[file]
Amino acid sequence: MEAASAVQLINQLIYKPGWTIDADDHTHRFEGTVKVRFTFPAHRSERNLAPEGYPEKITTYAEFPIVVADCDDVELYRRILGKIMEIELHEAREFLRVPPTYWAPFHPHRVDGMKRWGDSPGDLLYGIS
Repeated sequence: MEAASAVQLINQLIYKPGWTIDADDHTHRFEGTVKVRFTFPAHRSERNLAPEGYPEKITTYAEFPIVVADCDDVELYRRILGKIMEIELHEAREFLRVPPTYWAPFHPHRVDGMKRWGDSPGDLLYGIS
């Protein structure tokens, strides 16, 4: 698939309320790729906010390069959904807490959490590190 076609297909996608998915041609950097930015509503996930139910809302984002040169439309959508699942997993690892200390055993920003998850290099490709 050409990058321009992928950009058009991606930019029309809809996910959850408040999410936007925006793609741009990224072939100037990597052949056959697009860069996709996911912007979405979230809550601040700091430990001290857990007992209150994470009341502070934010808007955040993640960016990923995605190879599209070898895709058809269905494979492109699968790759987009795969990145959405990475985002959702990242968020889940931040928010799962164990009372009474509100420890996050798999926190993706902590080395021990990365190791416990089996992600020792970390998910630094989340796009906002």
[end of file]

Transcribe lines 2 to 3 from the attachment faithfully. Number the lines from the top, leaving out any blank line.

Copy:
Repeated sequence: MEAASAVQLINQLIYKPGWTIDADDHTHRFEGTVKVRFTFPAHRSERNLAPEGYPEKITTYAEFPIVVADCDDVELYRRILGKIMEIELHEAREFLRVPPTYWAPFHPHRVDGMKRWGDSPGDLLYGIS
């Protein structure tokens, strides 16, 4: 698939309320790729906010390069959904807490959490590190 076609297909996608998915041609950097930015509503996930139910809302984002040169439309959508699942997993690892200390055993920003998850290099490709 050409990058321009992928950009058009991606930019029309809809996910959850408040999410936007925006793609741009990224072939100037990597052949056959697009860069996709996911912007979405979230809550601040700091430990001290857990007992209150994470009341502070934010808007955040993640960016990923995605190879599209070898895709058809269905494979492109699968790759987009795969990145959405990475985002959702990242968020889940931040928010799962164990009372009474509100420890996050798999926190993706902590080395021990990365190791416990089996992600020792970390998910630094989340796009906002």